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Last month I read Markus Zusak’s The Book Thief, a story of a girl who steals books during World War II in Nazi Germany.  It is beautifully written, and interestingly enough, written from Death’s point of view.  That might sound strange, but I promise you that it works.  Here’s some of my favorite lines from Death:

The minutes dripped past.

The desperate Jews – their spirits in my lap as we sat on the roof, next to the steaming chimneys.

I do not carry a sickle or scythe.
I only wear a hooded black robe when it’s cold.
And I don’t have those skull-like
facial features you seem to enjoy
pinning on me from a distance. You
want to know what I truly look like?
I’ll help you out. Find yourself
a mirror while I continue.

At the end of the novel there’s an interview with Zusak where the interviewer said, “Your use of figurative language seems natural and effortless.  Is this something you have to work to develop, or is innately part of your writing style?”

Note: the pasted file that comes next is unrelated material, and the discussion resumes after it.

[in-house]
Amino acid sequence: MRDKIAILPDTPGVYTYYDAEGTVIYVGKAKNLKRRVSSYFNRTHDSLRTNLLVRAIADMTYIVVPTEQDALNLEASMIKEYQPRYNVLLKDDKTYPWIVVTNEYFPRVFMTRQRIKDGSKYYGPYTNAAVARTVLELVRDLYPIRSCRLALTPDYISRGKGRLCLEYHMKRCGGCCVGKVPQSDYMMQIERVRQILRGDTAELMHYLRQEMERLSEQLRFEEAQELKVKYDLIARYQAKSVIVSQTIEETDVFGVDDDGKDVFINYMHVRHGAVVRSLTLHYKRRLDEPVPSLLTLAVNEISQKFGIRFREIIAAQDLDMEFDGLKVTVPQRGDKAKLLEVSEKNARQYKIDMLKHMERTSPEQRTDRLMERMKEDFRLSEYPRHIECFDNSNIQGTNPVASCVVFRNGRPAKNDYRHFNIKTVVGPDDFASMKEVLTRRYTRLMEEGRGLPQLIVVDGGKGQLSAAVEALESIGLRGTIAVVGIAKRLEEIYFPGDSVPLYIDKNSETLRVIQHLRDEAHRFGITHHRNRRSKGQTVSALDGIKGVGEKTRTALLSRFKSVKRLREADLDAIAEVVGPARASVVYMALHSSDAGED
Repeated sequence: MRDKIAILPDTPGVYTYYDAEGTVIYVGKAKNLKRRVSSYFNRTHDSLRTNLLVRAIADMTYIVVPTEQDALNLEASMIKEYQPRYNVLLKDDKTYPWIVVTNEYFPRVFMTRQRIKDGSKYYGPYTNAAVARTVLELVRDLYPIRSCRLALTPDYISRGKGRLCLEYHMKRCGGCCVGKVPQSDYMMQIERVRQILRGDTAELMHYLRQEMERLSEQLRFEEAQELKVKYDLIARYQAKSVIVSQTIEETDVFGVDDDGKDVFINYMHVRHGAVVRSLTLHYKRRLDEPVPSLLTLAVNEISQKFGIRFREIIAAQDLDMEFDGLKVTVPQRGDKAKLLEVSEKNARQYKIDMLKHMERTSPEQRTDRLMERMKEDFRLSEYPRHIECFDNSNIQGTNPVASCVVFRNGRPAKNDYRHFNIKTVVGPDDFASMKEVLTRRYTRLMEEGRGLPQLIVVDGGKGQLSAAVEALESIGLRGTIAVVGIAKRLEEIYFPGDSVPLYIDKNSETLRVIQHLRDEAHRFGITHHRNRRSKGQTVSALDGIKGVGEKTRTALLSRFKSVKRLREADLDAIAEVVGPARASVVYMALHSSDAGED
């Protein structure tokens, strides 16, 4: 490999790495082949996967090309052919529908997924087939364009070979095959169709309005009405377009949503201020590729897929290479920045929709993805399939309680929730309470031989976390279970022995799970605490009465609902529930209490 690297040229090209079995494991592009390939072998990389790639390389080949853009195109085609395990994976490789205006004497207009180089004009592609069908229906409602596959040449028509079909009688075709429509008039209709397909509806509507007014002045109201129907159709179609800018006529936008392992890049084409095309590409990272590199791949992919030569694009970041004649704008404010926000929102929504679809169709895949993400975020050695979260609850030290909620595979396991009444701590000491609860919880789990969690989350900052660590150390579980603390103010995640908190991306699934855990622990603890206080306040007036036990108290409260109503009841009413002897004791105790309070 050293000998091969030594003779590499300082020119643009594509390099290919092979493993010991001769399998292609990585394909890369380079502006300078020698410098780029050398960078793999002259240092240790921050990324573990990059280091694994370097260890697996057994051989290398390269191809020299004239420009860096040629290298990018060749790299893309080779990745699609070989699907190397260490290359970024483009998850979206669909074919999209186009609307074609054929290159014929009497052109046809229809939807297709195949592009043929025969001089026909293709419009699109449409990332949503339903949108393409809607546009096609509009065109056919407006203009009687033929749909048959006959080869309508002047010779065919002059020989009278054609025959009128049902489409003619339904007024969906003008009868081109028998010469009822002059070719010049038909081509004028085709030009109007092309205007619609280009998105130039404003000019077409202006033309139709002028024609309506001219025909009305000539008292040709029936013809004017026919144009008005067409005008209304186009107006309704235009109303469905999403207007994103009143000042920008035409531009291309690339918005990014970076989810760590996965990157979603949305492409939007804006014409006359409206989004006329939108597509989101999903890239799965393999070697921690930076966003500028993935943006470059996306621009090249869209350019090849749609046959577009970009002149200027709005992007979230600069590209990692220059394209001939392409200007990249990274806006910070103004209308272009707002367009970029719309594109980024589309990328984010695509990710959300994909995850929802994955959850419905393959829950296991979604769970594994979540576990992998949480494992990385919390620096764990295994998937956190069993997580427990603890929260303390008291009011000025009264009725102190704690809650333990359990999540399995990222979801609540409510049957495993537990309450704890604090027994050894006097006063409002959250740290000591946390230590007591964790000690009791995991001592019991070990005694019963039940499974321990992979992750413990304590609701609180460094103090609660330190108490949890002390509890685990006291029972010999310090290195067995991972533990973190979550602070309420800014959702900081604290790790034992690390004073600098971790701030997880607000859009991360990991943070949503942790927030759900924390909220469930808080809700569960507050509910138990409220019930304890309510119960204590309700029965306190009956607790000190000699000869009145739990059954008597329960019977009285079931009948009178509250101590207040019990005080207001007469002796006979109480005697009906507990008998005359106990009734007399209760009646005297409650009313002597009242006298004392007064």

Zasak replied, “I like the idea that every page in every book can have a gem on it.  It’s probably what I love most about writing- that words can be used in a way that’s like a child playing in a sandpit, rearranging things, swapping them around.”

I love that.  Two of my favorite books- The English Patient and Memoirs of a Geisha read like poetry in some sentences.  The language adds to the story, never detracting from it.

What about you?  Do you have gems on the pages of your novels?  Do you like reading books that use figurative language?